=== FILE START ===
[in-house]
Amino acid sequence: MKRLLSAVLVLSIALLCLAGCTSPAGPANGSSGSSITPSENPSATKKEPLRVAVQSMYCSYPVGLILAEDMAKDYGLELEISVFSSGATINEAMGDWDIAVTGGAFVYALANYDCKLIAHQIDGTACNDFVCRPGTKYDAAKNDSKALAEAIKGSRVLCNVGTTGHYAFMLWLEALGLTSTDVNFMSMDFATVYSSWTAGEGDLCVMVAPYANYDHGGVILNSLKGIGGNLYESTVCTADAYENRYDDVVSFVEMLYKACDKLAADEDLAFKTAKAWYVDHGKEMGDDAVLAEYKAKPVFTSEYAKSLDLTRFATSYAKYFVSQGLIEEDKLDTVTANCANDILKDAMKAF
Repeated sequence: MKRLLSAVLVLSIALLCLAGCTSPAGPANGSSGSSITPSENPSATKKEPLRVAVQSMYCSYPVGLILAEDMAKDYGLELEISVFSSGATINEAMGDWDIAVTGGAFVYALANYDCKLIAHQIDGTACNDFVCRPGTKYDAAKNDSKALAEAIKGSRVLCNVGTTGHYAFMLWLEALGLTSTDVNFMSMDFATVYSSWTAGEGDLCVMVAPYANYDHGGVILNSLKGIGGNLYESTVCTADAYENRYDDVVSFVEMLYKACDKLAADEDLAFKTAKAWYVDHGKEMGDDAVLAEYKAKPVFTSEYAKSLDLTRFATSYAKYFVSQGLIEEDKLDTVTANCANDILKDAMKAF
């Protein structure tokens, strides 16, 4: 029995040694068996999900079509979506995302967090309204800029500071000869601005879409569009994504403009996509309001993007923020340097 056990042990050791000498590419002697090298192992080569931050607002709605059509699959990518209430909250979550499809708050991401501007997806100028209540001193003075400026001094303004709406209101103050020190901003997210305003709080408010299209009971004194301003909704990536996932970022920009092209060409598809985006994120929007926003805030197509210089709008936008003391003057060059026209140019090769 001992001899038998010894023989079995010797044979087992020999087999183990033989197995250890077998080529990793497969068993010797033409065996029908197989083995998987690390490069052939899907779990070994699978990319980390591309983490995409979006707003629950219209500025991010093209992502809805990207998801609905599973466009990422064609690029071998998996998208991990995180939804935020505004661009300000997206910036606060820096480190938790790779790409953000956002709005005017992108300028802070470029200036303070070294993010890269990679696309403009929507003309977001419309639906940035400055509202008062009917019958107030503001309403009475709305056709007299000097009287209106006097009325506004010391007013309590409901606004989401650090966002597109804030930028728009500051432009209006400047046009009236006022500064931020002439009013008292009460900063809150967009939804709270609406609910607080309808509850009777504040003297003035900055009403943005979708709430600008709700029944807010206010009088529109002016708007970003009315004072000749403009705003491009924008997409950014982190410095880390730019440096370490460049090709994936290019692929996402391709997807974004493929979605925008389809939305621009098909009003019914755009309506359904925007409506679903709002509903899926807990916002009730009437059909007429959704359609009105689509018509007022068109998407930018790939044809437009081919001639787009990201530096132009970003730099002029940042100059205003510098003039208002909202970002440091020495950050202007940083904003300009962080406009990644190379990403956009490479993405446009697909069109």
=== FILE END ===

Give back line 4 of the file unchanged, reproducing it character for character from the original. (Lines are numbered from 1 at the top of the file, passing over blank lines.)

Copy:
């Protein structure tokens, strides 16, 4: 029995040694068996999900079509979506995302967090309204800029500071000869601005879409569009994504403009996509309001993007923020340097 056990042990050791000498590419002697090298192992080569931050607002709605059509699959990518209430909250979550499809708050991401501007997806100028209540001193003075400026001094303004709406209101103050020190901003997210305003709080408010299209009971004194301003909704990536996932970022920009092209060409598809985006994120929007926003805030197509210089709008936008003391003057060059026209140019090769 001992001899038998010894023989079995010797044979087992020999087999183990033989197995250890077998080529990793497969068993010797033409065996029908197989083995998987690390490069052939899907779990070994699978990319980390591309983490995409979006707003629950219209500025991010093209992502809805990207998801609905599973466009990422064609690029071998998996998208991990995180939804935020505004661009300000997206910036606060820096480190938790790779790409953000956002709005005017992108300028802070470029200036303070070294993010890269990679696309403009929507003309977001419309639906940035400055509202008062009917019958107030503001309403009475709305056709007299000097009287209106006097009325506004010391007013309590409901606004989401650090966002597109804030930028728009500051432009209006400047046009009236006022500064931020002439009013008292009460900063809150967009939804709270609406609910607080309808509850009777504040003297003035900055009403943005979708709430600008709700029944807010206010009088529109002016708007970003009315004072000749403009705003491009924008997409950014982190410095880390730019440096370490460049090709994936290019692929996402391709997807974004493929979605925008389809939305621009098909009003019914755009309506359904925007409506679903709002509903899926807990916002009730009437059909007429959704359609009105689509018509007022068109998407930018790939044809437009081919001639787009990201530096132009970003730099002029940042100059205003510098003039208002909202970002440091020495950050202007940083904003300009962080406009990644190379990403956009490479993405446009697909069109």